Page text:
Going Home after an Upper Extremity Block Anesthesia
Checked below is the type of nerve block you received. Please read this handout to help with your care at home. The length of time the block will last varies widely between patients.
_____ Axillary (8 – 24 hours)
_____ Interscalene (12 – 24 hours)
_____ Supraclavicular (12 – 24 hours)
_____ Infraclavicular (12 – 24 hours)
_____ Bier or “IV local” (Operative and short term post-op pain control)
Protect your arm or hand from extreme heat or cold. Do not put any pressure on the arm or hand. Always be able to see your arm or hand. Keep your arm or hand raised on pillows. Sleep on your back with your head raised so you do not put pressure on your numb arm or hand. Do not smoke while numbness is present. While awake, you may use a sling while your arm or hand is clumsy until you have regained control and sensation.
_____ Paravertebral (12 – 24 hours)
This block can be used to numb exact areas of the body. For instance, at the level of the neck, it can be used for thyroid gland or carotid artery surgery. At the chest and abdomen level, it can be used for many types of breast, chest and abdominal surgeries. At the level of the hip, it can be used for surgeries of the hip, knee, and front of the thigh. The anesthesiologist will meet with you before your surgery to discuss your block.
_____ Epidural/Spinal (for surgery and short term post-op pain control)
This type of block is given through a small needle placed into the lower back. There may be some back soreness partly due to the needle placement and partly due to the stretching of ligaments from relaxed muscles. This should fade over the next few days. If you have a moderate or severe headache right away or even in 3-5 days after placement, you need to contact your surgeon, anesthesiologist or your primary care doctor to be checked for treatment for the headache.
If you have pain, you can start taking the oral pain medicine that your doctor has prescribed for you. Do not take extra Tylenol® (acetaminophen) if you have been prescribed any of the medicines listed below.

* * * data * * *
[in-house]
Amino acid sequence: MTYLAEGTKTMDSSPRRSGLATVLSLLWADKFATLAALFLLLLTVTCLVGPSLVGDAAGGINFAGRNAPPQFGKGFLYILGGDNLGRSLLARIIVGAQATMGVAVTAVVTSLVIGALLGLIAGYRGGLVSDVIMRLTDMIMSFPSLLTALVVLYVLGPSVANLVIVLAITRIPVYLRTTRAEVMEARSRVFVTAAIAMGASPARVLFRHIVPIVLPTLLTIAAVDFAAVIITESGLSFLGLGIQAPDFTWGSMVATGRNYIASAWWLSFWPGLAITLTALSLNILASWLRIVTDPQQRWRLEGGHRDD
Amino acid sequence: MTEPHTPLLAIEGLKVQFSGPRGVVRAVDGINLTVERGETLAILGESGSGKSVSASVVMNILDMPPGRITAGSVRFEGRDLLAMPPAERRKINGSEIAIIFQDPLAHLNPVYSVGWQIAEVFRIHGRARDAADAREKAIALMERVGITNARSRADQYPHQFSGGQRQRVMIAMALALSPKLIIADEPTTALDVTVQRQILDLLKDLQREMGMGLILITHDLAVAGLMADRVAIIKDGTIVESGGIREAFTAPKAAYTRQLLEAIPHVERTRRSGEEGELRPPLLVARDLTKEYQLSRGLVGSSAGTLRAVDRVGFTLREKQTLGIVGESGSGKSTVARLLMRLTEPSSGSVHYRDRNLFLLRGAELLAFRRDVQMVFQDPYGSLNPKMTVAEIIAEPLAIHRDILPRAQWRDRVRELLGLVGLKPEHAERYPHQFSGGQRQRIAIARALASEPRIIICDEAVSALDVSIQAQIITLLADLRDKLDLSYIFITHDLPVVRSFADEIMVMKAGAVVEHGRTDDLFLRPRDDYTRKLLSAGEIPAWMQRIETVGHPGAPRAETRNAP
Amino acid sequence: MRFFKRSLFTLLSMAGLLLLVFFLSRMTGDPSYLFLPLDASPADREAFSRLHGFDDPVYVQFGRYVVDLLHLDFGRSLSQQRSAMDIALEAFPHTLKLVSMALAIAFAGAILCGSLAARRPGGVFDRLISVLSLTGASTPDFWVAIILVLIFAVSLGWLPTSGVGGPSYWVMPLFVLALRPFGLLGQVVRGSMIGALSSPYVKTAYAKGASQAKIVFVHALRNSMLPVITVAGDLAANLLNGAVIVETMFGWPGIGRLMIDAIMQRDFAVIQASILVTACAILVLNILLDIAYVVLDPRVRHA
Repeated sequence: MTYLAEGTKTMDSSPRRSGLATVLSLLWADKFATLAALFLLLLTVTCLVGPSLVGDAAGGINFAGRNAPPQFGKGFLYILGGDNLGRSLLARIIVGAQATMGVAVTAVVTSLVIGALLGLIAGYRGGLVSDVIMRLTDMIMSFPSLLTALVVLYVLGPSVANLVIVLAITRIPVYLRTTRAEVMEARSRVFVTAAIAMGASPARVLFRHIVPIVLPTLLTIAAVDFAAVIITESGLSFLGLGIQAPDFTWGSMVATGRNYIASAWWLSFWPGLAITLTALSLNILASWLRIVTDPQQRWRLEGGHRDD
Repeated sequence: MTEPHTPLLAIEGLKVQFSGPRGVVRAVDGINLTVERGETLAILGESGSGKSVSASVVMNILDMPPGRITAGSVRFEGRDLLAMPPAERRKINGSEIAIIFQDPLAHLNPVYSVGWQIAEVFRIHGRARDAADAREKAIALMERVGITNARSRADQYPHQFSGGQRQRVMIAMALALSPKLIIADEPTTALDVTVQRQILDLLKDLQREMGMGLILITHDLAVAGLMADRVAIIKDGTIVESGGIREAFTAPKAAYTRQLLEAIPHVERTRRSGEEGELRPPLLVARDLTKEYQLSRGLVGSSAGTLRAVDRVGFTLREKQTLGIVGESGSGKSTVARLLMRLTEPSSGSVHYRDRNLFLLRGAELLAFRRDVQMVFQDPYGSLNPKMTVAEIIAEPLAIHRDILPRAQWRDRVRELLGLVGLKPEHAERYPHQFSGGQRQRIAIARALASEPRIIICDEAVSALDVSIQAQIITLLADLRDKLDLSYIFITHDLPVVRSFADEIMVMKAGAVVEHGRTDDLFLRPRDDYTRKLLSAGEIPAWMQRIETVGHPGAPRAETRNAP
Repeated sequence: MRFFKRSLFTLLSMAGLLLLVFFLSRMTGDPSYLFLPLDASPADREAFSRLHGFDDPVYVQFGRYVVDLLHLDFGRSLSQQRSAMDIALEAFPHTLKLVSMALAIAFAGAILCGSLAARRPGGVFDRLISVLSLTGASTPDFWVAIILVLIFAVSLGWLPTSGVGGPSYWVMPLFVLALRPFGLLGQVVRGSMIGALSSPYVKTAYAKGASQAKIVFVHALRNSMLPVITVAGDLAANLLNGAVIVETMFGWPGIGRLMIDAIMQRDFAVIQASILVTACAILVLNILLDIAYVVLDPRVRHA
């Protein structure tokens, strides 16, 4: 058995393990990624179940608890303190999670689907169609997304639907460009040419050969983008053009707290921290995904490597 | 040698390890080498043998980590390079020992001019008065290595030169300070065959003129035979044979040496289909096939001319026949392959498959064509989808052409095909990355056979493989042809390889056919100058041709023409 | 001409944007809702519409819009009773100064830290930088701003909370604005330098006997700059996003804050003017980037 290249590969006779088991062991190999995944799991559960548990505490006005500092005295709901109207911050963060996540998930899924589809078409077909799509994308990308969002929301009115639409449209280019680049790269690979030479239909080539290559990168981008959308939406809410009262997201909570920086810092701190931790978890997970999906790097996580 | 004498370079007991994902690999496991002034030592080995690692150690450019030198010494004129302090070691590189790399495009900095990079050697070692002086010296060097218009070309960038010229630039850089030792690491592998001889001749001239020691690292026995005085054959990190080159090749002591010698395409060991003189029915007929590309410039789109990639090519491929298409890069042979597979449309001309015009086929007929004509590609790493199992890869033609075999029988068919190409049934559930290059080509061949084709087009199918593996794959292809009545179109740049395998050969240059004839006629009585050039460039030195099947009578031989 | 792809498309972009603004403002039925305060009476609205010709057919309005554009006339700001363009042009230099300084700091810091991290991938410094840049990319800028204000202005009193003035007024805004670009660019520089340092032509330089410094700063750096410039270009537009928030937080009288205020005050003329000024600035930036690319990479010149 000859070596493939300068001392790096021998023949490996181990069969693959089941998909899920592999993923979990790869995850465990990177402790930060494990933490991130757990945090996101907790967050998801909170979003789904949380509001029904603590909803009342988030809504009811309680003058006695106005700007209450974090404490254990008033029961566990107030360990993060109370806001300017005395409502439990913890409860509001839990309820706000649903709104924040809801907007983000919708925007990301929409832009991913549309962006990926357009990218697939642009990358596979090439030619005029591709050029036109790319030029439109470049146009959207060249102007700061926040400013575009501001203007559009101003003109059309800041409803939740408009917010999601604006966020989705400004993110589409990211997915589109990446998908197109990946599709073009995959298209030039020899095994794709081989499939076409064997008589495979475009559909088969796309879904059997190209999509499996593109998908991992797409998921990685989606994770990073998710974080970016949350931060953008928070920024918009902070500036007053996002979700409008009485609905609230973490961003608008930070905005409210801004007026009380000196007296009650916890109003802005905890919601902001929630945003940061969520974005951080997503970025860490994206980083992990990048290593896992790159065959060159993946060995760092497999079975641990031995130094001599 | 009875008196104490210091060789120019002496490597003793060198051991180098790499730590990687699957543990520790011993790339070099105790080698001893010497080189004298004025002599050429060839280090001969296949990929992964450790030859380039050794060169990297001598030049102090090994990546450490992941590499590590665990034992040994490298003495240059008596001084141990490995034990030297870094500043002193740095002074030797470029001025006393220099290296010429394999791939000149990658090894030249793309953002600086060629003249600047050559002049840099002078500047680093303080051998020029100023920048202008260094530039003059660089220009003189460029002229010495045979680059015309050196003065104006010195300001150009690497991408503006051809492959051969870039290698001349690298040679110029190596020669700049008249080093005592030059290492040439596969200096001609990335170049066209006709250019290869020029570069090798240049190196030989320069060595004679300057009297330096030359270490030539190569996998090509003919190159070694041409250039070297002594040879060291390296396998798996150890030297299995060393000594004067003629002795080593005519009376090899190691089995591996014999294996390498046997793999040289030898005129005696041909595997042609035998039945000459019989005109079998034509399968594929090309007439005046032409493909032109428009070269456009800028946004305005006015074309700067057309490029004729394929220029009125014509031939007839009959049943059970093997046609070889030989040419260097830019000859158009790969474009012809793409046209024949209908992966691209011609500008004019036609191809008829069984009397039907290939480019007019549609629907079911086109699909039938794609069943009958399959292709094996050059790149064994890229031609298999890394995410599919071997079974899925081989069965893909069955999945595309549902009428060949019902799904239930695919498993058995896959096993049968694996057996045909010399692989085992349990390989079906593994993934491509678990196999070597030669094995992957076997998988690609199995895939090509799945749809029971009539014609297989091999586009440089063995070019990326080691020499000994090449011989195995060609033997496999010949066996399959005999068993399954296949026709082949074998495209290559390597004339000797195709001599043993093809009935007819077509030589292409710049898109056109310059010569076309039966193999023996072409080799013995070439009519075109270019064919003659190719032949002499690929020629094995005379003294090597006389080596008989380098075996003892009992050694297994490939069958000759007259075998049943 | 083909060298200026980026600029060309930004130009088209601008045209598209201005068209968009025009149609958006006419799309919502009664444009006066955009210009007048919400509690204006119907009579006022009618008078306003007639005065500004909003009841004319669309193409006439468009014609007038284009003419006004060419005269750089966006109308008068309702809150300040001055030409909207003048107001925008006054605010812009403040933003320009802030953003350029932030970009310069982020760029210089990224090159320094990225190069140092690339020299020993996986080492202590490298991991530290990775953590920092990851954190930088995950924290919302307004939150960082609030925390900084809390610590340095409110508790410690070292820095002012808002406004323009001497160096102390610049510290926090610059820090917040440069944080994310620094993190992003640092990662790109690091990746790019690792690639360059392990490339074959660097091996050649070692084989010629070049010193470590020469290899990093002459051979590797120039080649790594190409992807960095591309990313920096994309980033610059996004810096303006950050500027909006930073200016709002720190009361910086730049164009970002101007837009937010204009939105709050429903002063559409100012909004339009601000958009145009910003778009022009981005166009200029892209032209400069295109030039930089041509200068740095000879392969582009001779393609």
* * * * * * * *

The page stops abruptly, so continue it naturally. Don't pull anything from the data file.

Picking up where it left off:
- Vicodin® (hydrocodone & acetaminophen)
- Norco® (hydrocodone & acetaminophen)
- Percocet® (oxycodone & acetaminophen)
- Tylenol® #3 (codeine & acetaminophen)
If you have not had any pain before going to bed, there is a good chance that the numbness will wear off in the middle of the night. For this reason, you may take your pain medicine before going to bed. We suggest that you set your alarm for 4 – 6 hours to see if you need to take more pain medicine. The oral pain medicine will take 20 to 30 minutes to start working, so don’t wait until you are in a lot of pain because it will be harder to get the pain under control.
You should have someone, age 16 or older, stay with you for the rest of today and tonight. This is for your own safety.
You may feel a little sleepy for the next 12 to 24 hours. This is partly due to the medicines you receive during and after surgery. Rest and relax for the next 12 hours. Avoid hazardous or strenuous activity.
For the Next 24 Hours, Even if You Feel Normal
- Don’t drive a car, motorcycle, or bike. Don’t run machinery or power tools.
- Don’t drink alcohol or use drugs that have not been approved.
- Don’t make any important personal or business decisions, or sign important papers.
- Follow your doctor’s advice about activity.
- Be careful when you sit or stand up after being in bed for a long time. You may become dizzy if you sit or stand too quickly.
For the rest of today, start slowly by drinking clear liquids such as water, apple juice, and soft drinks. If you feel okay, then try soup, soda crackers, and other foods that are easy to digest. Avoid spicy or fatty foods. Be sure to drink glasses of clear liquids often to avoid dehydration. Tomorrow, you can eat as you wish.
When to Call Your Doctor
In an Emergency, call 911.
Call if you have
- A fever above 100°F (by mouth) or 99°F (under the arm) for 2 readings taken 4 hours apart.
- Trouble breathing or a “wet sounding” cough that doesn’t go away.
- Frequent vomiting after getting settled at home (more than twice).
- Trouble passing urine by late tonight or you have a painful, full bladder.
- Prolonged numbness lasting longer than you were told to expect.
Your surgeon is Dr. _________________ from the _____________________ Clinic.
The clinic phone number is _________________________________.
Your anesthesiologist is Dr. __________________________.
If you live outside the area, call 1-800-323-8942.
After hours, weekends, and holidays, call (608) 262-0486. This is the paging operator. Ask for the doctor on call for Dr. _____________________. Leave your name and phone number with the area code. The doctor will call you back.
The staff at the Outpatient Surgery Center will call you at home or work on the next working day after your procedure. We will ask a few questions about your recovery and the care you received. Let us know if this is not possible or may be a problem.
We wish you a quick recovery.
The information provided should not be used during any medical emergency or for the diagnosis or treatment of any medical condition. A licensed physician should be consulted for diagnosis and treatment of any and all medical conditions. Call 911 for all medical emergencies. Any duplication or distribution of the information contained herein is strictly prohibited.
Last Updated: 01/18/2013
Copyright © 01/18/2013 University of Wisconsin Hospitals and Clinics Authority. All rights reserved. Produced by the Department of Nursing. HF#6834
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